March is National Nutrition Month, when the Academy of Nutrition and Dietetics reminds everyone to return to the basics of healthy eating. It is also the time of year when the Academy celebrates expertise of registered dietitian nutritionists as the food and nutrition experts.
The Academy of Nutrition and Dietetics and American Academy of Pediatrics (AAP) agree: Well-planned vegetarian and vegan eating patterns are healthy for infants and toddlers.
Time and attention are necessary to help young children, vegetarian or not, get all the nutrients they need for normal growth and development.
For the first six months, all babies do best with breast milk. Use iron-fortified formula (soy for vegans) if breast-feeding is decreased or stopped. Cow's milk, soy milk, rice milk and homemade formulas are not appropriate for babies during the first year because they have the wrong ratio of protein, fat and carbohydrate. They are also missing important nutrients for health, growth and development.
Solid foods can be introduced in the same way as for non-vegetarian infants. Replace meat with mashed or pureed tofu or beans and soy or dairy yogurt and cheese. (See Introducing Solid Foods.)
Since breast milk is such a rich source of nutrients, vegan mothers may want to breast-feed for more than one year. Wean vegan infants with soy milk fortified with calcium and vitamins B12 and D. Milk alternatives, such as soy, rice, almond, hemp, etc., are not recommended during the first year of life as a primary drink because it is low in both protein and energy.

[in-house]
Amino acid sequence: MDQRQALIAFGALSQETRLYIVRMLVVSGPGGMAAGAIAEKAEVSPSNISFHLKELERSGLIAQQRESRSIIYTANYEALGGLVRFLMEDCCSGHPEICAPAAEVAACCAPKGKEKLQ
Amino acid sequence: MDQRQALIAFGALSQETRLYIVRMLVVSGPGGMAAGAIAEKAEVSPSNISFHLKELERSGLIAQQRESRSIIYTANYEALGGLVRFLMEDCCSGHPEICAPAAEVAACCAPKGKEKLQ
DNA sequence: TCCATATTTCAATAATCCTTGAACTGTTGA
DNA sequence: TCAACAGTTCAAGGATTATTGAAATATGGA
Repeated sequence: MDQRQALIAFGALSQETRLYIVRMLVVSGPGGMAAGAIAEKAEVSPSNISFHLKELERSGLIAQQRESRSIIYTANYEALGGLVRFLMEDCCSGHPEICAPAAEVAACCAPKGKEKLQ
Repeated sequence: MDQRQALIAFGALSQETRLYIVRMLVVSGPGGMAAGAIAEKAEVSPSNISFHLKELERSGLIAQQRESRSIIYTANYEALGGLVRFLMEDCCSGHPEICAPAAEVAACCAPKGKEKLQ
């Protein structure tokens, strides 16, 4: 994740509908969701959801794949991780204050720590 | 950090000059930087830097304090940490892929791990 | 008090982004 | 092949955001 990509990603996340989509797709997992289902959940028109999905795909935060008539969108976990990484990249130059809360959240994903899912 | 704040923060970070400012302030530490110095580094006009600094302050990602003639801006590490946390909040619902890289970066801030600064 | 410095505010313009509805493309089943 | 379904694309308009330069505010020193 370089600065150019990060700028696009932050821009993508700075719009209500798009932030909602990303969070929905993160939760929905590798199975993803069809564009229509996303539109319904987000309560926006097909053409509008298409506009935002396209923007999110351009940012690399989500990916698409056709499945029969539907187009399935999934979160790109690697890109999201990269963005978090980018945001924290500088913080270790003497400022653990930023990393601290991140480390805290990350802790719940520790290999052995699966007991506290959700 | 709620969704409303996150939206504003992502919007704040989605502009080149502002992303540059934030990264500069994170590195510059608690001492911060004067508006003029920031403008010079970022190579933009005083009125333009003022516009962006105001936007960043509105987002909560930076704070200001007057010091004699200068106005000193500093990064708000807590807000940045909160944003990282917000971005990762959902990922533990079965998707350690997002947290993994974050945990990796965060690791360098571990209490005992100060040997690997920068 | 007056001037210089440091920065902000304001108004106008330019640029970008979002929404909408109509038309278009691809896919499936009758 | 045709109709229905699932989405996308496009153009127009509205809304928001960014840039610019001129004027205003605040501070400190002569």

Nutrients Needing Special Attention
When feeding vegetarian or vegan children, pay close attention to the following nutrients:
- Vitamin B12: Vegetarians can get plenty of B12 from milk products and eggs. Vegans, both breast-feeding moms and children, need a good source of B12. Options include a supplement or fortified foods such as soy beverages, cereals and meat substitutes.
- Vitamin D: The AAP recommends all breast-fed infants receive 400 IU per day of supplemental vitamin D starting shortly after birth. This should continue until your child consumes the same amount of vitamin D from fortified milk: at least one quart per day of cow or soy milk.
- Calcium: Breast- and formula-fed babies, as well as toddlers who consume milk and dairy foods, usually get plenty of additional calcium from foods including yogurt and cheese. For vegan toddlers, calcium-fortified foods and beverages or supplements may be necessary. See a registered dietitian nutritionist for advice.
- Iron: The iron content of breast milk is low, even if moms are eating well. Babies are born with enough iron for 4 to 6 months. After this age, vegetarian and vegan infants need an outside source. Options include iron-fortified cereals or supplements.
- Protein: Babies need plenty of protein for rapid growth during the first year. Protein needs can be met with breast milk or formula until about 8 months. After that, add plant proteins from beans and cereals and fortified soy milks. Lacto-ovo toddlers can get protein from yogurt and eggs.
- Fiber: Lots of fiber can fill toddlers up quickly. Provide frequent meals and snacks. Use some refined grains, such as fortified cereals, breads and pasta, and higher-fat plant foods including sunflower butter and avocados to help vegetarian children meet their energy and nutrient needs.